• The coach needs to meet weekly and do frequent check-ins with peers and subordinates in almost a constant 360 degree-feedback loop. Even if it isn’t working out, the constant coaching and feedback will ensure a soft landing back into their old role.
  • It helps to have some great leadership training. In my experience, most leadership training courses suck. You get two hours of useful information spread out over two weeks of mind-numbing presentations. We put together a rapid fire, two-day course and had our leadership team teach it. Interviewing, performance reviews, 1:1s, career planning, holding staff meetings, etc. We all got together and boiled down the best practices for all the important areas into short, punchy presentations/role plays. Every new manager went through it to give them some tools that were culturally consistent with what we were doing.
  • Develop a legit dual-career track. Bestowing a new title like Principal Engineer or Fellow along with a commensurate bump in salary and equity can help take the sting out of being removed from a leadership role.

I know this all sounds like a ton of work but some people are just that special and totally worth it. Some of our best managers came out on the other side of these experiments and we had at least a handful of failures that we were able to retain as employees. My father built his business with castoffs from these experiments gone wrong at competitors. Perhaps because they had already failed elsewhere, his top performers didn’t aspire to try management again. Only in this context can I make sense of his guidance, as my experience has been quite the opposite.

When I was a kid, I read tons of superhero comic books. I fantasized about superpowers, but the storylines about heroes with massive Achilles’ heels really held my attention the most. They saved the world but had screwed up personal lives, made lots of mistakes, and often acted like complete assholes. In retrospect, l related to their flaws. And, probably not coincidentally, my favorite characters exhibited core weaknesses I had experienced: Spider-Man (immaturity), Iron Man (overconfidence/hubris), and Wolverine (rage).  Ironically, it was often when the character’s weakness would comingle with the superpower that would spur them to succeed against impossible odds.

It was in this context that I was riveted reading Steve Jobs’ biography by Walter Isaacson. Given the number of different interviews and unfettered access granted to Isaacson, it felt like an incredibly authentic account of Jobs’ life. His greatest accomplishments, mistakes, superpowers, and flaws were laid out about as raw as I’ve ever read.  Steve’s superpowers were many: He was wickedly brilliant, could see around corners, and had unparalleled understanding of how people interact with technology, to name just a few.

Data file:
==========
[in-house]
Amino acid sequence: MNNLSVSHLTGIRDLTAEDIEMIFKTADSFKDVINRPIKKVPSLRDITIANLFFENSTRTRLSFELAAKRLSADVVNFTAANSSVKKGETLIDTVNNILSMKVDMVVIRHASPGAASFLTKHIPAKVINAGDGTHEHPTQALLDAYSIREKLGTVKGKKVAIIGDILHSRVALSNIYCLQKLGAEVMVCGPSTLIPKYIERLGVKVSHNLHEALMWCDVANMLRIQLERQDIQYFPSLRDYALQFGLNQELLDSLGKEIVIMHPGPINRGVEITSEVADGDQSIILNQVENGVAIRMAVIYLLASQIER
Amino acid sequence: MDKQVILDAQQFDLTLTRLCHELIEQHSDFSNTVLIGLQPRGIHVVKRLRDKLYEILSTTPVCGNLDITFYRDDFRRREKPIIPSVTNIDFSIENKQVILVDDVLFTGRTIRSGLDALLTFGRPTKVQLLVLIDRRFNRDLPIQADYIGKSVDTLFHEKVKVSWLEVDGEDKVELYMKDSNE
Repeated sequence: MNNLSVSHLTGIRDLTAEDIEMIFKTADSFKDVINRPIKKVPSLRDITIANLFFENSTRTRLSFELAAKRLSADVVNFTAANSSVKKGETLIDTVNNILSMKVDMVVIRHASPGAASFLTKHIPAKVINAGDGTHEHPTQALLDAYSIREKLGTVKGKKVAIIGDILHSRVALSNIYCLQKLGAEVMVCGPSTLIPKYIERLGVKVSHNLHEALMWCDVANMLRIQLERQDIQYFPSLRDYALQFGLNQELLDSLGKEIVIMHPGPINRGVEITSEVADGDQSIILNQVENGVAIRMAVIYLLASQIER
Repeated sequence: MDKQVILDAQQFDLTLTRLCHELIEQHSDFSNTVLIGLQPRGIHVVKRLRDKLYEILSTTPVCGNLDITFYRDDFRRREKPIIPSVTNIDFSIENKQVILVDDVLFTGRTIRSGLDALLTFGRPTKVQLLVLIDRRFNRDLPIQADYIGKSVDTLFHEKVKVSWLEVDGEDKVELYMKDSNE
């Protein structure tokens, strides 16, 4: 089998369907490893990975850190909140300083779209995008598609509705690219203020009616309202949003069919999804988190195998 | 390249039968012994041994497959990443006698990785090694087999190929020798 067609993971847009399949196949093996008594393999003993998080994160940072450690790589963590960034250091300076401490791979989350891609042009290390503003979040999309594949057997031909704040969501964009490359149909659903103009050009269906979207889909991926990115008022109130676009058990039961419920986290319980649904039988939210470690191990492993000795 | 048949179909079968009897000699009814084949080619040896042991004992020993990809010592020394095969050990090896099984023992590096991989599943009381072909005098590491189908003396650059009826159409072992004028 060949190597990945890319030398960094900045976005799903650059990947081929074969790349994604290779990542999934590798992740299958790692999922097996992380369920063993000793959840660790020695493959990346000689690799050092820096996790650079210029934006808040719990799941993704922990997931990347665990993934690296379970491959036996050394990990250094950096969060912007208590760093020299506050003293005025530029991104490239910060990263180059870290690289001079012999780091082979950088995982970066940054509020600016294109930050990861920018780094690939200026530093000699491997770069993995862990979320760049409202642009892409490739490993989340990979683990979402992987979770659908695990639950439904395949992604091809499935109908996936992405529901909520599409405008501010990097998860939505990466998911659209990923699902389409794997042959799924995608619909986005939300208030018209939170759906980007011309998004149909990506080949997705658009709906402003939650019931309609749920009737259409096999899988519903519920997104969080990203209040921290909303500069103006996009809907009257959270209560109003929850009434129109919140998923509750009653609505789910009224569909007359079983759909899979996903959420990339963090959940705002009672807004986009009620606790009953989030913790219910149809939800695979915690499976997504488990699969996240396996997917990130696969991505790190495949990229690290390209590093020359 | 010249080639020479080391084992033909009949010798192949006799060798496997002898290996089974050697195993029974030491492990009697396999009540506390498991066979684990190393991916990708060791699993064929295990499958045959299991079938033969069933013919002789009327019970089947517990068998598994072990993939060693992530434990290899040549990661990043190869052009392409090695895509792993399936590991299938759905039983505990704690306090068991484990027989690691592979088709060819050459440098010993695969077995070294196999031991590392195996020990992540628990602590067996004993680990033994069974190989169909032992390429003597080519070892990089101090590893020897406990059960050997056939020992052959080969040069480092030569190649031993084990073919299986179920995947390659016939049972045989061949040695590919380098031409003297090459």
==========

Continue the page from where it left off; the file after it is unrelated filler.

Did Steve have an Achilles’ heel?  From the book, one could conclude that he was an extremely demanding boss.  Like a beacon, superstars from every function (e.g. engineering, design, marketing, etc.) were drawn to work for Steve. They described his aura as absolutely overwhelming. And Steve pushed these A+ players to extraordinary, impossible achievements.  Steve’s drive for speed and perfection often resulted in harsh, public criticism—usually directed at his very best people.  Steve would constantly look over their work and declare, “This is shit!” or “This really sucks!”  On my Kindle, I searched the words “shit” and “sucks” and counted 24 instances where he used one of those phrases referring to someone’s work/product.

I’ve had a number of entrepreneurs suggest that this persona isn’t unique to Steve Jobs but a common trait among some of the most successful founder/CEOs in the world. Larry Ellison, Bill Gates, Larry Page, and Jeff Bezos have all been reported as similarly caustic at times. Is this something to be emulated?

As I was reading the book, something struck me like a hammer: Despite Steve Jobs’ choice of words, lack of empathy, and sometimes prickly demeanor, he spent a huge amount of time giving his most talented employees constant, hard, critical feedback.  Thinking about how most companies dole out feedback—if they do at all—it’s usually directed at the bottom quartile of performers versus the top. A typical manager at review time spends 80% of their time preparing detailed reviews on the bottom 25%. The top quartile gets lame, short reviews—the equivalent of “You’re doing great, keep up the good work!” So, a manager takes all that time and effort to get someone doing the work of half of a full-time employee (FTE) to do the work of .75 or 1 FTE. In contrast, Steve Jobs—with his feedback energy directed at the top—manages to motivate people already doing the work of 2 or 3 FTEs to do the work of 10, maybe 20 FTEs. Now that’s serious leverage! Could this be a superpower comingling with a weakness?